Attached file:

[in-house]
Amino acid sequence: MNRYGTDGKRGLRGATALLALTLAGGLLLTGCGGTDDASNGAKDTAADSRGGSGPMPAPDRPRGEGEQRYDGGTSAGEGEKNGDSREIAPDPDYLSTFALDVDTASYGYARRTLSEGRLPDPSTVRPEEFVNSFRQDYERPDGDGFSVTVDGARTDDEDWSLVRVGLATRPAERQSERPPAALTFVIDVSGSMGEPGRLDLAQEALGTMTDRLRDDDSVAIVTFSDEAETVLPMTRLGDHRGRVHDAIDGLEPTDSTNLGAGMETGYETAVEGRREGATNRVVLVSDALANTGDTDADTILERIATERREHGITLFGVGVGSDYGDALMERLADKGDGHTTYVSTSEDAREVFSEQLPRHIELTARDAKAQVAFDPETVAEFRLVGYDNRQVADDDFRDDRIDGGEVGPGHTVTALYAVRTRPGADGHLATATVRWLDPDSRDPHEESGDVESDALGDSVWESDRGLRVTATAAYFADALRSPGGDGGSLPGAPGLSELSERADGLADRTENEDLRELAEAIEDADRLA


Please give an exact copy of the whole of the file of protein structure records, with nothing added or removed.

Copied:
[in-house]
Amino acid sequence: MNRYGTDGKRGLRGATALLALTLAGGLLLTGCGGTDDASNGAKDTAADSRGGSGPMPAPDRPRGEGEQRYDGGTSAGEGEKNGDSREIAPDPDYLSTFALDVDTASYGYARRTLSEGRLPDPSTVRPEEFVNSFRQDYERPDGDGFSVTVDGARTDDEDWSLVRVGLATRPAERQSERPPAALTFVIDVSGSMGEPGRLDLAQEALGTMTDRLRDDDSVAIVTFSDEAETVLPMTRLGDHRGRVHDAIDGLEPTDSTNLGAGMETGYETAVEGRREGATNRVVLVSDALANTGDTDADTILERIATERREHGITLFGVGVGSDYGDALMERLADKGDGHTTYVSTSEDAREVFSEQLPRHIELTARDAKAQVAFDPETVAEFRLVGYDNRQVADDDFRDDRIDGGEVGPGHTVTALYAVRTRPGADGHLATATVRWLDPDSRDPHEESGDVESDALGDSVWESDRGLRVTATAAYFADALRSPGGDGGSLPGAPGLSELSERADGLADRTENEDLRELAEAIEDADRLA